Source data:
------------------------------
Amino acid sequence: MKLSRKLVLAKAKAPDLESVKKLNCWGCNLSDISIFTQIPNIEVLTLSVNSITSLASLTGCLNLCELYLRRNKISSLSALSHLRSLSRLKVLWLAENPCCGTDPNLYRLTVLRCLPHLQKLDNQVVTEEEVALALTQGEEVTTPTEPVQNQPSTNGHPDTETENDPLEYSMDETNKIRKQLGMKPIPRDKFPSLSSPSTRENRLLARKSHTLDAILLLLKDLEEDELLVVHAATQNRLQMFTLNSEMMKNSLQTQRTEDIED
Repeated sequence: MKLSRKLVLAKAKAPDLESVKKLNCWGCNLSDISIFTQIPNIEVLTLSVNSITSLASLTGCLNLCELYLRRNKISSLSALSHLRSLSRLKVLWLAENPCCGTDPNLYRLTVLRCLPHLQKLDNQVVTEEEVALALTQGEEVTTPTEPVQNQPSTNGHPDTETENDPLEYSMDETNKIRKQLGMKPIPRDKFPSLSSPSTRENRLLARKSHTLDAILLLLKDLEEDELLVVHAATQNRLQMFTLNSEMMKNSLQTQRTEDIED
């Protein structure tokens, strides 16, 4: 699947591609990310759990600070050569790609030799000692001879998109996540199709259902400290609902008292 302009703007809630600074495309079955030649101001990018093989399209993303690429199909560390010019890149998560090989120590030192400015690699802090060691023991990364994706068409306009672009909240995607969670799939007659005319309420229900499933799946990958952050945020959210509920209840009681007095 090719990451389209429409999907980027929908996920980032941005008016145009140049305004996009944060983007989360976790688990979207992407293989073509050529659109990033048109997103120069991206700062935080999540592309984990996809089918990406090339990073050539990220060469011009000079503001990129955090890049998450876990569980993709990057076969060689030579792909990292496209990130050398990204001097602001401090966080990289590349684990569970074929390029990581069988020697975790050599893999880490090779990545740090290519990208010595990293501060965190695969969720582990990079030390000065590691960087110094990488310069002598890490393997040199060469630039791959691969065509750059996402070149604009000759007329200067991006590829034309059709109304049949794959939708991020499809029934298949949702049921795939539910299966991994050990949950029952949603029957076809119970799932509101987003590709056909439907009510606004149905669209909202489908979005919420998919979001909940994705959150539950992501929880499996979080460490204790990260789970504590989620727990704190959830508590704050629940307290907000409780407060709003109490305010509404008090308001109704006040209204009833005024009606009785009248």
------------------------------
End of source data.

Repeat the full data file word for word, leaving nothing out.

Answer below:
Amino acid sequence: MKLSRKLVLAKAKAPDLESVKKLNCWGCNLSDISIFTQIPNIEVLTLSVNSITSLASLTGCLNLCELYLRRNKISSLSALSHLRSLSRLKVLWLAENPCCGTDPNLYRLTVLRCLPHLQKLDNQVVTEEEVALALTQGEEVTTPTEPVQNQPSTNGHPDTETENDPLEYSMDETNKIRKQLGMKPIPRDKFPSLSSPSTRENRLLARKSHTLDAILLLLKDLEEDELLVVHAATQNRLQMFTLNSEMMKNSLQTQRTEDIED
Repeated sequence: MKLSRKLVLAKAKAPDLESVKKLNCWGCNLSDISIFTQIPNIEVLTLSVNSITSLASLTGCLNLCELYLRRNKISSLSALSHLRSLSRLKVLWLAENPCCGTDPNLYRLTVLRCLPHLQKLDNQVVTEEEVALALTQGEEVTTPTEPVQNQPSTNGHPDTETENDPLEYSMDETNKIRKQLGMKPIPRDKFPSLSSPSTRENRLLARKSHTLDAILLLLKDLEEDELLVVHAATQNRLQMFTLNSEMMKNSLQTQRTEDIED
């Protein structure tokens, strides 16, 4: 699947591609990310759990600070050569790609030799000692001879998109996540199709259902400290609902008292 302009703007809630600074495309079955030649101001990018093989399209993303690429199909560390010019890149998560090989120590030192400015690699802090060691023991990364994706068409306009672009909240995607969670799939007659005319309420229900499933799946990958952050945020959210509920209840009681007095 090719990451389209429409999907980027929908996920980032941005008016145009140049305004996009944060983007989360976790688990979207992407293989073509050529659109990033048109997103120069991206700062935080999540592309984990996809089918990406090339990073050539990220060469011009000079503001990129955090890049998450876990569980993709990057076969060689030579792909990292496209990130050398990204001097602001401090966080990289590349684990569970074929390029990581069988020697975790050599893999880490090779990545740090290519990208010595990293501060965190695969969720582990990079030390000065590691960087110094990488310069002598890490393997040199060469630039791959691969065509750059996402070149604009000759007329200067991006590829034309059709109304049949794959939708991020499809029934298949949702049921795939539910299966991994050990949950029952949603029957076809119970799932509101987003590709056909439907009510606004149905669209909202489908979005919420998919979001909940994705959150539950992501929880499996979080460490204790990260789970504590989620727990704190959830508590704050629940307290907000409780407060709003109490305010509404008090308001109704006040209204009833005024009606009785009248």